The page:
Panchabhai also admits that the forest department has no authority to prevent people from extracting because the reservoir belongs to the irrigation department and is situated on revenue land. Despite this the department has posted guards at the lake to prevent people from extraction. Last year the department even seized a vehicle carrying roots, but later released it under pressure from people.

The entire exercise, says Panchabhai, is being undertaken at the behest of people he calls “local naturalists” who have been egging the department on to “protect”the reservoir.

“The department is simply taking advantage of people’s fear of persecution,” says Rajankar. “The reservoir is adjacent to the Navegaon Bandh National Park where people have been jailed for something as trivial as collecting a few mushrooms or bamboo shoots for food.” Villages such as Jambhli and Rampuri, where lotus roots are extracted, have lost their forests to the park, and their community forest rights have been ignored, he adds.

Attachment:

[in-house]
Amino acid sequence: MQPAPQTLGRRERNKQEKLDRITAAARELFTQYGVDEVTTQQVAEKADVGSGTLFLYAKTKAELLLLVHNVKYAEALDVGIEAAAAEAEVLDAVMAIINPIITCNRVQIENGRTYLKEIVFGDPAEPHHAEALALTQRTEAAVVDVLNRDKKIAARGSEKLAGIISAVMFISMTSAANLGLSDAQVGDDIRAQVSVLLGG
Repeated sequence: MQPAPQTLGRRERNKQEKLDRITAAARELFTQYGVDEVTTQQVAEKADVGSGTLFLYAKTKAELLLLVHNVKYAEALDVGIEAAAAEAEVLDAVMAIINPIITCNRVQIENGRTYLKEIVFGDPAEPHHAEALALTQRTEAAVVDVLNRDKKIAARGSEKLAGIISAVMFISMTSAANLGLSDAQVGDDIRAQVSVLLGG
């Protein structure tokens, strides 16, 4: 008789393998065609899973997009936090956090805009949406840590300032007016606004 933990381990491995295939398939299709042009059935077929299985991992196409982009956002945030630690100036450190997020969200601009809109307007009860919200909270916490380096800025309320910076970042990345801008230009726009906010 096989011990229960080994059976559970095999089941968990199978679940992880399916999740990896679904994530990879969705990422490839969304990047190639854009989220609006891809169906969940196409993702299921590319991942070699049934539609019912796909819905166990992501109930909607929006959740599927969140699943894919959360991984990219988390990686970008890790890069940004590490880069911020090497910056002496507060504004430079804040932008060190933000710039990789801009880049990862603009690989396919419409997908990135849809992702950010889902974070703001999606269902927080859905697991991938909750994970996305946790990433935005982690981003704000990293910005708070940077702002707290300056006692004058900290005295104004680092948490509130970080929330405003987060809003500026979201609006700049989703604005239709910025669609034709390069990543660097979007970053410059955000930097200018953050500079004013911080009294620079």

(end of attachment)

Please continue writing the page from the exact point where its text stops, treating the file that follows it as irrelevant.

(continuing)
People say that the move to ban extraction came just one year after the villages around the reservoir formed self-help groups (SHGS) to market lotus roots to places like Rajnandgaon and Raipur in Chhattisgarh. Creation of SHGS removed middlemen from the business, enabling people to earn a good wage. “In 2012, SHGS paid Rs.15 per kg for lotus roots instead of the Rs.7-8 local traders were giving,” says Maniram Markam of Enodi village. “Around that time the landlords of our village, who have started a non-profit for nature conservation, started opposing root extraction,” he adds.

“Root extraction earns us Rs.300-600 a day during the summer season, whereas the landlords pay only Rs.70-100,” says Kamunabai. “Even through MGNREGA we get only Rs.165. We need this work because it offers the best wages during summers.” Village residents say 80-85 per cent of the people have stopped extraction work because of pressure from the department. Maniram, earlier part of one of the SHGS, has now started carting small amounts of produce to smaller village markets near the Chhattisgarh border. “Our shg used to sell truckloads of roots every day,” he laments. “Now we hardly sell 300-400 kg.”